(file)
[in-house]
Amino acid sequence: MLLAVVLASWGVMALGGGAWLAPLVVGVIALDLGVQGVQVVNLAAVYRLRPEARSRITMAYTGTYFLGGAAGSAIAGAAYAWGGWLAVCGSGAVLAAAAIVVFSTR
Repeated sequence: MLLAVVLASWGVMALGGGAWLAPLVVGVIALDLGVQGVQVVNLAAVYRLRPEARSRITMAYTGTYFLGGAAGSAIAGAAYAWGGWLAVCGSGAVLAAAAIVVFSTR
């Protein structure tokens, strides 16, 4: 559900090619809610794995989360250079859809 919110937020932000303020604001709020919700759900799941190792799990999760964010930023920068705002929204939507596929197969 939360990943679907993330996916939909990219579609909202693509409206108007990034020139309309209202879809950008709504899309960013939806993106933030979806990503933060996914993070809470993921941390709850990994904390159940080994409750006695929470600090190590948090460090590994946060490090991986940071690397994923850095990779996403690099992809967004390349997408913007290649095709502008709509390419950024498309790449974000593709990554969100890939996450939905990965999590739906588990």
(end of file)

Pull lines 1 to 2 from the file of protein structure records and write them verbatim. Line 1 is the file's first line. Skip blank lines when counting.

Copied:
[in-house]
Amino acid sequence: MLLAVVLASWGVMALGGGAWLAPLVVGVIALDLGVQGVQVVNLAAVYRLRPEARSRITMAYTGTYFLGGAAGSAIAGAAYAWGGWLAVCGSGAVLAAAAIVVFSTR